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“They have to want treatment to benefit from it”

Myth #1: “They have to want treatment to benefit from it”

Myth #1: “They have to want treatment to benefit from it”

Truth: In most cases, the impact SUD’s have on the brain make it unfair and unlikely to expect them to want treatment. Think of asking people to want radiation, chemo, or surgery as a qualifier for getting it or benefitting from it. *Living a life of long-term recovery is different.

Like most myths surrounding SUD’s, this is dangerous and keeps families and loved ones in the disease progression. There are a couple of pieces to unpack with this. 

We know that someone’s attitude towards treatment has much less impact early on in the treatment process than basic compliance does. That is to say, an individual’s compliance with their treatment plan is a better predictor of outcomes than their attitude towards their treatment plan. To put it simply, here are two scenarios – someone expresses high motivation but lacks follow-through when it comes to their treatment recommendations OR  someone strongly dislikes treatment but does what is advised by their professional team. You can see how in this instance, it makes sense that the attitude matters less than the participation in a treatment plan to address the disease process. 

The impact that SUD’s have on brain processes make it almost impossible to access what you are hoping they will access. Without diving into the neurobiology of this too much – their limbic system (responsible for survival, avoiding pain/discomfort, and physiological drives) is driving the majority of their behavior. What you are hoping for is them accessing the part of their brain – the prefrontal cortex – that is being overridden by the disease process itself. That is the part of their brain that would help them identify and weigh risk, think about long-term consequences, delay gratification, and make decisions based on logic/reason.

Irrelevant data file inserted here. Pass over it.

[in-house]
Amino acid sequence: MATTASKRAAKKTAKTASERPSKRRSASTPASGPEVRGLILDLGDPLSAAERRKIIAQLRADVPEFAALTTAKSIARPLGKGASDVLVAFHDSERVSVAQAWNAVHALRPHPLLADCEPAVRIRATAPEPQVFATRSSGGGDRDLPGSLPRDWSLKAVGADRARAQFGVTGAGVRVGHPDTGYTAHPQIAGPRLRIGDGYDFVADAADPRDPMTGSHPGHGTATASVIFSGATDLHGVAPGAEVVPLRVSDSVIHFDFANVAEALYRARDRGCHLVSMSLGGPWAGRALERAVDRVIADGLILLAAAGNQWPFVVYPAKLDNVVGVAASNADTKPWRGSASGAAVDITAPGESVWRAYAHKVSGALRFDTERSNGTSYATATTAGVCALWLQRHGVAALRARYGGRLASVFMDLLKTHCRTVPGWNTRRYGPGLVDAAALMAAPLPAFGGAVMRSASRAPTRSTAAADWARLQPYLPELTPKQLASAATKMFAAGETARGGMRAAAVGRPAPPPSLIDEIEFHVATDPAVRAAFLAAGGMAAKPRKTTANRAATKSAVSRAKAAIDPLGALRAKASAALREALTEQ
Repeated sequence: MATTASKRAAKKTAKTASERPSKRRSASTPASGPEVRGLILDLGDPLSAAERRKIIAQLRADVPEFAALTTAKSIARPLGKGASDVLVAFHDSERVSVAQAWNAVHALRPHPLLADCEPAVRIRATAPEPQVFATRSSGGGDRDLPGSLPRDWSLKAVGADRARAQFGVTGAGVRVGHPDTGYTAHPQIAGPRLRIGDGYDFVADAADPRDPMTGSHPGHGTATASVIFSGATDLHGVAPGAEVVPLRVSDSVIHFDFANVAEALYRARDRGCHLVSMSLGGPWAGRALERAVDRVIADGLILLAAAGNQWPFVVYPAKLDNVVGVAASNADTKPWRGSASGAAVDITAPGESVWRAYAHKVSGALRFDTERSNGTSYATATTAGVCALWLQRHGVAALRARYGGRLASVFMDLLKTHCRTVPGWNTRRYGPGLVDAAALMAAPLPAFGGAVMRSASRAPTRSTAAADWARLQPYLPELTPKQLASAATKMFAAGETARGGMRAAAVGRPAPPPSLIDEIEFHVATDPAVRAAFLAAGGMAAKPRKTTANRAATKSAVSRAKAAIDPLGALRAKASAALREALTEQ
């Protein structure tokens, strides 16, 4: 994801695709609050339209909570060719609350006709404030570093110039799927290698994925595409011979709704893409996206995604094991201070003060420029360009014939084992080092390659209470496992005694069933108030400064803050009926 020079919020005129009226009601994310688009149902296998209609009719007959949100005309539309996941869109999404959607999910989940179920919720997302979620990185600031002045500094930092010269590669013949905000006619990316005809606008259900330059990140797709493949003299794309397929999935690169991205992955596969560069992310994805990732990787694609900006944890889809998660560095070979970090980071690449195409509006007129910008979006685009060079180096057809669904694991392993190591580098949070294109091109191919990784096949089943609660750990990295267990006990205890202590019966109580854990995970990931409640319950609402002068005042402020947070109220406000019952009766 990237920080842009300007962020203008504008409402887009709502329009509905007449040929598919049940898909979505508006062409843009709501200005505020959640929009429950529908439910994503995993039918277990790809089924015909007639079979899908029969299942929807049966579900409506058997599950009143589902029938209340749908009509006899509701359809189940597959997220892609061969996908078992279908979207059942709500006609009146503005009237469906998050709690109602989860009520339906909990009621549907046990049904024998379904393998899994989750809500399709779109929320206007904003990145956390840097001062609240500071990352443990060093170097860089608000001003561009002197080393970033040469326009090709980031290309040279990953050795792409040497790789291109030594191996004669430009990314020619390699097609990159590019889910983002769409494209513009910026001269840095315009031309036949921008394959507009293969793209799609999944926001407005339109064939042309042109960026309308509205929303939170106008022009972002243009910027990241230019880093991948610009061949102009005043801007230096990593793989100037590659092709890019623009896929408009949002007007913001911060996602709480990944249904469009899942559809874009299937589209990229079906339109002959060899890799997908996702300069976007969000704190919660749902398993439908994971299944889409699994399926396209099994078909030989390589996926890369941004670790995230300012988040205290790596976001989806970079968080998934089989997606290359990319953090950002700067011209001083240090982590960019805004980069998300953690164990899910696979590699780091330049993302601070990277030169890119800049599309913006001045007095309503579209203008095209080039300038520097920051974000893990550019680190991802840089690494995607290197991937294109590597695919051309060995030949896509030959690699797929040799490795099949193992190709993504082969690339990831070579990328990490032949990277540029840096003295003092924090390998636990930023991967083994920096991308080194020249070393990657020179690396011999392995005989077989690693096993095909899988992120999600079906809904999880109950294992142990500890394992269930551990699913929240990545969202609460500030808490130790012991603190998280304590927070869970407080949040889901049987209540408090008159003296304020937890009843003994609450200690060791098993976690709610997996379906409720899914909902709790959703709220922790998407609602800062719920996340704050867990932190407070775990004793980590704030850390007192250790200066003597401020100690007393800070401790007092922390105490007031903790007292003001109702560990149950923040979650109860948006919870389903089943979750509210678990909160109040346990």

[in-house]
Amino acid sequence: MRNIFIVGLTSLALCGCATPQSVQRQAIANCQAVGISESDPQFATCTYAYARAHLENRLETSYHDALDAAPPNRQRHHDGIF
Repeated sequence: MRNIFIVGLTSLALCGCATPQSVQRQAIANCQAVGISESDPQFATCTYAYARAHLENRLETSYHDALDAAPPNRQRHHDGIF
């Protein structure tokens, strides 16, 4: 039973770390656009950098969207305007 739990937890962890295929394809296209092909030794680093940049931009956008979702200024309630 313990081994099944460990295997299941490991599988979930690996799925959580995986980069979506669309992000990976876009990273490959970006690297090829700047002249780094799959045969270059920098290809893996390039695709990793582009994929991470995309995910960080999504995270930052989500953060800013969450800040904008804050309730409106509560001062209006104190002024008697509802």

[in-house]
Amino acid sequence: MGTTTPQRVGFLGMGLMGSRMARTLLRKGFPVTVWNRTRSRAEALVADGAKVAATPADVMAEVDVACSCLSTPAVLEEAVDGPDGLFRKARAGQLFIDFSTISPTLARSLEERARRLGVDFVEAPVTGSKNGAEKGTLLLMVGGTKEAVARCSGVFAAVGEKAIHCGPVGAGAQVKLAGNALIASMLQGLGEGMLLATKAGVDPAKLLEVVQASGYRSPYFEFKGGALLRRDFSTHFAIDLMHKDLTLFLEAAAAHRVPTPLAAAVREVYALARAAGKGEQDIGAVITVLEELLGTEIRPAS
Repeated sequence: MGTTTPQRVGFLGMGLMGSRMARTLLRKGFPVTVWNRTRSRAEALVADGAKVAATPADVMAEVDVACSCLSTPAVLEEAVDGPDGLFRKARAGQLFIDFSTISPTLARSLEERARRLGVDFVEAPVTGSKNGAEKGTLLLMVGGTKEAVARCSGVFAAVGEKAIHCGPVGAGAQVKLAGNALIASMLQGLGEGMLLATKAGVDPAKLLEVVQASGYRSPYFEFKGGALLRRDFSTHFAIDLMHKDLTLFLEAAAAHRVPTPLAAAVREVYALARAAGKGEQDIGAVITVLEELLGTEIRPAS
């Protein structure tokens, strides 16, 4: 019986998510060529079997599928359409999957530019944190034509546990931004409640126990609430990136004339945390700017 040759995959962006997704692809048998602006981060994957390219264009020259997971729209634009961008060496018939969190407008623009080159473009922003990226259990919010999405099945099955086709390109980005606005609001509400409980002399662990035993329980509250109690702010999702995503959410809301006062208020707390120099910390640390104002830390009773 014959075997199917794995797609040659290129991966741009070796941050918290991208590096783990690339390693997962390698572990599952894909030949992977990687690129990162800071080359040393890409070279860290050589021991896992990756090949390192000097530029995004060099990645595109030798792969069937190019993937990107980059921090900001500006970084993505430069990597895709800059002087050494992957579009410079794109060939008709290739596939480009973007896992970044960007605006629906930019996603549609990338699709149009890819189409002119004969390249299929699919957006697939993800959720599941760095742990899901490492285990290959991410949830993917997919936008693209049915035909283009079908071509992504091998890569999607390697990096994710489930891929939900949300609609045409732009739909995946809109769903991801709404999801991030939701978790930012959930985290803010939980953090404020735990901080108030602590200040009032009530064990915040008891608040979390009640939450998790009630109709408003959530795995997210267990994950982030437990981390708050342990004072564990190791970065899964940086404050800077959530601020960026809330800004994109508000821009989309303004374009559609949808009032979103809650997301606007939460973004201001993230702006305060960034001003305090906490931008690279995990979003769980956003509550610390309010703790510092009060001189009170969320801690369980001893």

Add to the above, by understanding that it would be completely unnatural to want SUD treatment. Often, the treatment warranted is both intense and long-term. We don’t apply the same expectations of patients with other chronic and progressive illnesses – I certainly don’t expect a patient with diabetes to want insulin and that be a prerequisite to receiving it or his/her body benefiting from it. I don’t expect anyone to want treatment, it’s just a bonus if they do. Often, I’m saddened by a client that wants treatment because it typically means their pain has been so overwhelming.

Here’s the thing, in my opinion, it is totally natural for a patient to bargain for a less rigorous treatment plan – the same way I’d ask if I can do something less invasive and still eradicate cancer cells – “Is there a way to do this with less impact? Less pain? Less money? Less discomfort?” To me, those are all normal questions and shouldn’t be seen as treatment resistance, but rather bargaining – which I find totally natural. Like with any other disease, we explain why the less rigorous treatment is not the effective treatment threshold to address the symptoms we see ..we don’t tell people to come back when they want it more or when their disease has progressed.

We have to banish this myth – it is based on ignorance of factors that affect treatment outcomes, it isn’t compatible with understanding the disease/medical model, and most importantly – it keeps families and identified patients from accessing treatment.

*I do have to add the disclaimer to the typical pushback I get on this – I’m talking about entering and early stages of treatment. If someone is to live a life of long-term recovery and thrive outside of treatment structure, their motivation will likely need to shift internally as they begin to feel the positive impact of recovery. It’s difficult to remain in recovery out of compliance only but the initiation of the recovery process is what we are addressing here. 

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